Nikon D3200 For Dummies
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Your Nikon D3200 offers four special sync modes within the Fill Flash and Red-Eye Reduction Flash modes on your camera, where the flash and shutter are synchronized so that the flash fires at the exact moment the shutter opens.

Technical types refer to this flash arrangement as front-curtain sync, which refers to how the flash is synchronized with the opening of the shutter. Here's the deal: Your camera uses a type of shutter that involves two curtains moving across the frame each time you press and release the shutter button. When you press the shutter button, the first curtain opens, allowing light through to the sensor. At the end of the exposure, the second curtain draws across the frame to once again shield the sensor from light. With front-curtain sync, the flash fires at the moment the front curtain opens.

Here's how these four special sync modes work:

  • Slow-Sync: This mode, available only in the programmed (P) and aperture-priority (A) exposure modes, also uses front-curtain sync but allows a shutter speed slower than the 1/60 second minimum that's in force when you use Fill Flash and Red-Eye Reduction flash.

    The benefit of this longer exposure is that the camera has time to absorb more ambient light, which in turn has two effects: Background areas that are beyond the reach of the flash appear brighter; and less flash power is needed, resulting in softer lighting.

    The downside of the slow shutter speed is, well, the slow shutter speed. The longer the exposure time, the more you have to worry about blur caused by movement of your subject or your camera. A tripod is essential to a good outcome, as are subjects that can hold very, very still. A good practical use for this mode is shooting nighttime still-life subjects like the one you see in the following figure. However, if you're shooting a nighttime portrait and you have a subject that can maintain a motionless pose, slow-sync flash can produce softer, more flattering light.

    Slow-sync flash produces softer, more even lighting than normal flash in nighttime pictures.
    Slow-sync flash produces softer, more even lighting than normal flash in nighttime pictures.

    Some photographers, on the other hand, turn the downside of slow-sync flash to an upside, using it to purposely blur their subjects. The idea is to use the blur to emphasize motion.

    Note that even though the official Slow-Sync mode appears only in the P and A exposure modes, you can get the same result in the manual (M) and shutter-priority (S) modes by simply using a slow shutter speed and the normal, Fill Flash mode. You can use a shutter speed as slow as 30 seconds when using flash in those modes. In M mode, you can even use flash with the shutter speed set to Bulb, the setting that keeps the shutter open as long as you hold down the shutter button.

  • Rear-Curtain Sync: In this mode, available only in M and S exposure modes, the flash fires at the very end of the exposure, just before the shutter closes. The classic use of this mode is to combine the flash with a slow shutter speed to create trailing-light effects. With Rear-Curtain Sync, the light trails extend behind the moving object, which makes visual sense. If instead you use slow-sync flash, the light trails appear in front of the moving object.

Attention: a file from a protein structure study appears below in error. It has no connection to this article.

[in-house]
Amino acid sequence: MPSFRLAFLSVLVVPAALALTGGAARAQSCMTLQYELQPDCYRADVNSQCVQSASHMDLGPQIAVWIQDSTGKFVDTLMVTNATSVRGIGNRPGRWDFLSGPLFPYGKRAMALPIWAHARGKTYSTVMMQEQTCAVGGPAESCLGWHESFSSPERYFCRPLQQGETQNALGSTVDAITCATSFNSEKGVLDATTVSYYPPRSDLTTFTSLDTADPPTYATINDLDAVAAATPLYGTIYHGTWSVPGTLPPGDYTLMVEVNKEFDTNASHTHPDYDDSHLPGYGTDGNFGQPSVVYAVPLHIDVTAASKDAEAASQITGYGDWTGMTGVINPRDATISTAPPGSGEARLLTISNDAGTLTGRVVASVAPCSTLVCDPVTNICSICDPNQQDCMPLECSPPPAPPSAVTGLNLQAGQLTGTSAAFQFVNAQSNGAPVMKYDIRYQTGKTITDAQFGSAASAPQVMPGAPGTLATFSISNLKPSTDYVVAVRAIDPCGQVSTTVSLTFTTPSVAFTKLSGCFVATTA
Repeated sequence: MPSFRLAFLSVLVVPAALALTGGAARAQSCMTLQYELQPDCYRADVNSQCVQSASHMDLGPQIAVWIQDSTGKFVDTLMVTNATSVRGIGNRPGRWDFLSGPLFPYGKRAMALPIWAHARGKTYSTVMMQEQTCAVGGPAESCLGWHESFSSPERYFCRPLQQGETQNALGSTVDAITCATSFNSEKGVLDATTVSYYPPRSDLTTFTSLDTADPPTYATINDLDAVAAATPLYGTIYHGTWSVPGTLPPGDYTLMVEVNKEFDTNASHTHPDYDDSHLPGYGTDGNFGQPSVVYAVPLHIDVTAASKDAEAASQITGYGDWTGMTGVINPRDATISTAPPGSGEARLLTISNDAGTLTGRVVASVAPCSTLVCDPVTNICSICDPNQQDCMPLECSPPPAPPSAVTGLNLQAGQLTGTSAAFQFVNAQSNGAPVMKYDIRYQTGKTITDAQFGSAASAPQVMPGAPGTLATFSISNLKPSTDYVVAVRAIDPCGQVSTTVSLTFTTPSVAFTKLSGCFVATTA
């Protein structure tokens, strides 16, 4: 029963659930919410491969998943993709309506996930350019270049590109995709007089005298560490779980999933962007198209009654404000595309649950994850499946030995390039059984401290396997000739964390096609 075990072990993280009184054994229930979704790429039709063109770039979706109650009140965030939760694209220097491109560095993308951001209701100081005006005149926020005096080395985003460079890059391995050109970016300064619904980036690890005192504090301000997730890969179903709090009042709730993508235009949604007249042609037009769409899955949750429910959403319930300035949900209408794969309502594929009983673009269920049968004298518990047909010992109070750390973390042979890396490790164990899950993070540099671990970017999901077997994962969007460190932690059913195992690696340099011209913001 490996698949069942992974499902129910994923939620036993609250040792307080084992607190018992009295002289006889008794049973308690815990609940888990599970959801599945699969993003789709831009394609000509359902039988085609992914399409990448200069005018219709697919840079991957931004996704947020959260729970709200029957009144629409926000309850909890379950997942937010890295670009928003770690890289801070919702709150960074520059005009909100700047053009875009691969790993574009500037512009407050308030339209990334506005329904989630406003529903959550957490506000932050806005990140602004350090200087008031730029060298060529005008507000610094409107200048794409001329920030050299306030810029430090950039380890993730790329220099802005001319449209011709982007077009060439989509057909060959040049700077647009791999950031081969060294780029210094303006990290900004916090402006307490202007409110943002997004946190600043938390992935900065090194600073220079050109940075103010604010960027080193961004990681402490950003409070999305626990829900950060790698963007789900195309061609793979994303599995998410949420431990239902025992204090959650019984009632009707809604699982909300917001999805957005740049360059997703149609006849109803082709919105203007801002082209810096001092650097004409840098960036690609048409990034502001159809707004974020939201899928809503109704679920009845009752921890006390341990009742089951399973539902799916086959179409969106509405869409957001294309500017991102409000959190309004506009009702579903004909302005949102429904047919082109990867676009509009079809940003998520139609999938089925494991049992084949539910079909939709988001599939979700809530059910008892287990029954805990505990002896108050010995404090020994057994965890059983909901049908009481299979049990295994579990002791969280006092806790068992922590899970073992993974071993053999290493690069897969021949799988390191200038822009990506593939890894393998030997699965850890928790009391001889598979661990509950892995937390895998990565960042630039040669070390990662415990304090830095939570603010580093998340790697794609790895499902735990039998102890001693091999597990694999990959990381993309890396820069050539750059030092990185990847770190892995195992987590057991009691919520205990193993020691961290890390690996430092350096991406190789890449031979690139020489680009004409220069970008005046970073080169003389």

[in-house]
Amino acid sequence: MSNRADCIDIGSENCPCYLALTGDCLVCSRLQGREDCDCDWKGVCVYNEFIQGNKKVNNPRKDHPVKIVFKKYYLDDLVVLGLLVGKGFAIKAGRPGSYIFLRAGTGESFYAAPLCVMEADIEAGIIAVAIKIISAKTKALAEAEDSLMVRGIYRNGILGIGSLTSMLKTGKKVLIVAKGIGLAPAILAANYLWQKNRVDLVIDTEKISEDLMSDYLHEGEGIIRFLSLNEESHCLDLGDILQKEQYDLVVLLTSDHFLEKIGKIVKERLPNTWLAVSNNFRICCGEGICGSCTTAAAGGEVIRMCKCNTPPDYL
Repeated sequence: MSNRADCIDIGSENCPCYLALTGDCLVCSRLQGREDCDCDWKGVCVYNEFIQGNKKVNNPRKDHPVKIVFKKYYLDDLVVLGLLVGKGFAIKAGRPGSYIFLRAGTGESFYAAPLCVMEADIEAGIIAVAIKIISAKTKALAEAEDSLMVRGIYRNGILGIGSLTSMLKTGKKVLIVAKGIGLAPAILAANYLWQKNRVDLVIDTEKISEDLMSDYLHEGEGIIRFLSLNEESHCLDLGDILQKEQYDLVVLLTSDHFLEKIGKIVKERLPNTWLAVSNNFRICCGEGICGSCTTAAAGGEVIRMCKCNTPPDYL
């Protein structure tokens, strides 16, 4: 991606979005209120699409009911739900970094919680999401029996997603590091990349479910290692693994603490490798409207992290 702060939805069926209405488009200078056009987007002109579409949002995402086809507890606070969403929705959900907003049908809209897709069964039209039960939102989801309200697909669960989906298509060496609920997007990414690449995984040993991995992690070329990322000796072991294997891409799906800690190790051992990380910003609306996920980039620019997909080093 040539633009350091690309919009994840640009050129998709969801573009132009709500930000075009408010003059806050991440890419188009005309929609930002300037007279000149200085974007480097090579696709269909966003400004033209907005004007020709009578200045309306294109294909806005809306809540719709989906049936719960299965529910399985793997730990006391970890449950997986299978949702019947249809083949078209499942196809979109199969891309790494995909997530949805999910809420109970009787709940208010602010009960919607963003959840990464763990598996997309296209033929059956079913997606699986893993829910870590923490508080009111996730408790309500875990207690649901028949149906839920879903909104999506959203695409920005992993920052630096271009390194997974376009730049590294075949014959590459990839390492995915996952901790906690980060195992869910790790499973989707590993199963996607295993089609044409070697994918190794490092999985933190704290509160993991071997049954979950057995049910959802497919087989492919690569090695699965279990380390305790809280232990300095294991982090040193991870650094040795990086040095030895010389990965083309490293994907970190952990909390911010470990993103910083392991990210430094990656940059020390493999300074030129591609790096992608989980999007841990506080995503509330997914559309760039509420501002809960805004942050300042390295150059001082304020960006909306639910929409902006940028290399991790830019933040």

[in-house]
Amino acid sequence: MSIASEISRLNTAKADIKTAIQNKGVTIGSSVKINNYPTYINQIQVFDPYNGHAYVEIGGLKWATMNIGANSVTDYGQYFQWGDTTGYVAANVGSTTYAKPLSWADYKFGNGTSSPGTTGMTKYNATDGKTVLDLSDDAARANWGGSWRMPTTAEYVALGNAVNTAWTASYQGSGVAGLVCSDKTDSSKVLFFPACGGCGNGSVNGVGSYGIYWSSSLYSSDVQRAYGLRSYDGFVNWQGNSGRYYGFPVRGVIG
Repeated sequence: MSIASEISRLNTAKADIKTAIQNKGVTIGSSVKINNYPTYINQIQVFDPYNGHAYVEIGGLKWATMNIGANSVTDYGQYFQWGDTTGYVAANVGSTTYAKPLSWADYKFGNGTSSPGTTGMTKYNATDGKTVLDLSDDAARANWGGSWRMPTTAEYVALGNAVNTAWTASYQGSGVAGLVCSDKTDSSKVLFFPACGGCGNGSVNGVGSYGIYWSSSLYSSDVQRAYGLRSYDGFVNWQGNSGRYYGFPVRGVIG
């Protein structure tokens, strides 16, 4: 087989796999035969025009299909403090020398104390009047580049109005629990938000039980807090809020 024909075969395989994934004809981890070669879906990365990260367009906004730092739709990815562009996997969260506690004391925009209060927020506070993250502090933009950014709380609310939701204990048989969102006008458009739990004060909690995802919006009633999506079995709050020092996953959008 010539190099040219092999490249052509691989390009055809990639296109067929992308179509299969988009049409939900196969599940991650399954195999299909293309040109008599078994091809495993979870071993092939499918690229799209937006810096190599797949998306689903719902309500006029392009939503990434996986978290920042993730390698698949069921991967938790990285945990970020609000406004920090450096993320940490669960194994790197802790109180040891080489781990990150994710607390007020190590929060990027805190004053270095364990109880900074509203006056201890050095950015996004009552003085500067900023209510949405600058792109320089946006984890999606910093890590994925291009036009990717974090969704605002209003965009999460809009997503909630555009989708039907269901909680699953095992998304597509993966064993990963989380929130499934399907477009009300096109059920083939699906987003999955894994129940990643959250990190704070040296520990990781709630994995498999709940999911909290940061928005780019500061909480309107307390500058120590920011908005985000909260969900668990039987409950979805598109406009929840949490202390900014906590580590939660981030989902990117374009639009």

You can set the shutter speed as low as 30 seconds and as high as 1/200 second in this Flash mode.

  • Rear-Curtain and Slow Sync: Hey, not confusing enough for you yet? This mode enables you to produce the same motion trail effects as with Rear-Curtain Sync, but in the P and A exposure modes. The camera automatically chooses a slower shutter speed than normal after you set the f-stop, just as with regular Slow-Sync mode.

    Note that as you scroll through the available Flash modes, the symbol for this mode initially shows just the flash symbol and the word Rear; after you finish selecting the setting, the label changes to Slow Rear.

  • Slow-Sync with Red-Eye Reduction: In P and A exposure modes, you can also combine a slow-sync flash with the red-eye reduction feature. Given the potential for blur that comes with a slow shutter, plus the potential for subjects to mistake the prelight from the AF (autofocus)-assist lamp for the real flash and walk out of the frame before the image is actually recorded, this Flash mode is one of the most difficult to pull off successfully.

All these modes are somewhat tricky to use successfully, however. So have fun playing around, but at the same time, don't feel too badly if you don't have time right now to master these modes. In the meantime, search the web for slow-sync and rear-sync image examples if you want to get a better idea of the special effects that other photographers create with these Flash modes.

About This Article

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About the book author:

Julie Adair King has been writing about digital cameras and photography since 1997. Her current bestsellers include guides on various Nikon and Canon cameras as well as seven editions of Digital Photography For Dummies. When not writing, Julie teaches master workshops and image editing at such locations as the Palm Beach Photographic Centre.

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